Tuesday, June 2, 2015

June 3, 1861 - W.H. Russell on "anthropo-proprietors" (slave owners) — and lynching

William Howard Russell, the first great war correspondent, was an important contact for British Consul Robert Bunch, 
Our Man in Charleston: Britain's Secret Agent in the Civil War South. Here, Russell is winding up his visit a sugar plantation in Louisiana.

June 3  ... The carriage is ready, and the word farewell is spoken at last. M. Alfred Roman, my companion, has travelled in Europe, and learned philosophy; is not so orthodox as many of 
the gentlemen I have met who indulge in ingenious hypotheses to comfort the consciences of the anthropo-proprietors. The negro skull won't hold as many ounces of shot as the white man's. Potent proof that the white man has a right to sell and to own the creature! He is plantigrade, and curved as to the tibia! Cogent demonstration that he was made expressly to work for the arch-footed, straight-tibiaed Caucasian. He has a rete mucosurn and a colored pigment! Surely he cannot have a soul of the same color as that of an Italian or a Spaniard, far less of a flaxen-haired Saxon ! See these peculiarities in the frontal sinus in sinciput or occiput! Can you doubt that the being with a head of that shape was made only to till, hoe, and dig for another race? Besides, the Bible says that he is a son of Ham, and prophecy must be carried out in the rice-swamps, sugar-cane, and maize-fields of the Southern Confederation.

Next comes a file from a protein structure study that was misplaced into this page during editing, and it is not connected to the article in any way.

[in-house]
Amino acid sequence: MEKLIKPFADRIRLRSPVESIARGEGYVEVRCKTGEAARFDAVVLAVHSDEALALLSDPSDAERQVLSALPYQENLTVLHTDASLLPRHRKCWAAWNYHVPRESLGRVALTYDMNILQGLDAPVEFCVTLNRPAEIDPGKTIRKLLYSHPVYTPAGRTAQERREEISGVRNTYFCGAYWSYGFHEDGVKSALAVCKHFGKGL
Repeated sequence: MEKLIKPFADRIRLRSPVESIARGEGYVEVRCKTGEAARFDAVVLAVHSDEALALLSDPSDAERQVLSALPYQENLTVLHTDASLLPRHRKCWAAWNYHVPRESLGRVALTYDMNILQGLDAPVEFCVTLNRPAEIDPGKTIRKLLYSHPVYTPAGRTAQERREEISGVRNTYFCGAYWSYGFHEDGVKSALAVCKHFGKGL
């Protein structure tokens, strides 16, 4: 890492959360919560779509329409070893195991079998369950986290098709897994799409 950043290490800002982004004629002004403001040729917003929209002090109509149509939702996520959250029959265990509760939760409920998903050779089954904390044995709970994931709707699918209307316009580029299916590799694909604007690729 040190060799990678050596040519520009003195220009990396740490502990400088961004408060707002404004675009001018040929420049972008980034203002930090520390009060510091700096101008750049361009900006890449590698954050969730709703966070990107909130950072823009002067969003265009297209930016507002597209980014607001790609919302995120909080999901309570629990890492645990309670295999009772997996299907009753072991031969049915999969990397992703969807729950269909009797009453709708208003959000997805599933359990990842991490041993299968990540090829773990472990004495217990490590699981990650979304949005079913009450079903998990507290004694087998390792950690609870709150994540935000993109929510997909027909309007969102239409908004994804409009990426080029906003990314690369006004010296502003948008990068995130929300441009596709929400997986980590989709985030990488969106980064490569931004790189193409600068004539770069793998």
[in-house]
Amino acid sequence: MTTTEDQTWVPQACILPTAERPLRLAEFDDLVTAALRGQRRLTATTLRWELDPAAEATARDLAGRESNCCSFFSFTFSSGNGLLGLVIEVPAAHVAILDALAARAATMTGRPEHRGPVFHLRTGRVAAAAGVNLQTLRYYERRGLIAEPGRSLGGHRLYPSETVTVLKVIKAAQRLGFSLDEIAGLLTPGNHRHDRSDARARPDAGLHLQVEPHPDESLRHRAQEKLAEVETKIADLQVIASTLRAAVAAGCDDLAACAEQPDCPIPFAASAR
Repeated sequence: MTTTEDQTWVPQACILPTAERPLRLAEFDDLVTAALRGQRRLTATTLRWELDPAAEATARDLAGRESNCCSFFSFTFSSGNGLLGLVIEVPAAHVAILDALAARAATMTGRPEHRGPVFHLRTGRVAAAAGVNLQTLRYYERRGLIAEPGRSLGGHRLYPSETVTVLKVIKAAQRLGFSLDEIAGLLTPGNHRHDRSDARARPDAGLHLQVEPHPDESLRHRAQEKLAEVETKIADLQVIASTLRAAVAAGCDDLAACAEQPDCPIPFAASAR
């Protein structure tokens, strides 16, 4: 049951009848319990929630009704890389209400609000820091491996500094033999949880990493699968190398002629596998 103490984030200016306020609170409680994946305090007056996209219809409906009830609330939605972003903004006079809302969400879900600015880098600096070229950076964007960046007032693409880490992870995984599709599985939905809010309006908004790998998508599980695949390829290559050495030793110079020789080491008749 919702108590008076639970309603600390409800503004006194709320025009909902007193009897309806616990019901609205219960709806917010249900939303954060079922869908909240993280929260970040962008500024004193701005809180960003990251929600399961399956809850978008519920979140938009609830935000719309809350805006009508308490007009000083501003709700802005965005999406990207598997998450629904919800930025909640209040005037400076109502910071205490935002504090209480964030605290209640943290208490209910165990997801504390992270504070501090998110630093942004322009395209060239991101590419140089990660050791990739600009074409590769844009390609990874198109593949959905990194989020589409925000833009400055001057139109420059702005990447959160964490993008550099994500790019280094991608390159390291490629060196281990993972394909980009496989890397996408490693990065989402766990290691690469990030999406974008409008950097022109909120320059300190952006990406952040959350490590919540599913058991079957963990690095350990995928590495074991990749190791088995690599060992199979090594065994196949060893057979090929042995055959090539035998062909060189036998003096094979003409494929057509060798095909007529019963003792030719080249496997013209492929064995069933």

It is flat blasphemy to set yourself against it. Our Saviour sanctions slavery because he does not say a word against it, and it is very likely that St. Paul was a slave-owner. Had cotton and sugar been known, the apostle might have been a planter!  Furthermore, the negro is civilized by being carried away from Africa and set to work, instead of idling in native inutility. What hope is there of Christianizing the African races, except  by the agency of the apostles from New Orleans, Mobile, or Charleston, who sing the sweet songs of Zion with such vehemence, and clamor so fervently for baptism in the waters of the "Jawdam"? 

If these high physical, metaphysical, moral and religious reasonings do not satisfy you, and you are bold enough to venture still to be unconvinced and to say so, then I advise you not to come within reach of a mass meeting of our citizens, who may be able to find a rope and a tree in the neighborhood. 

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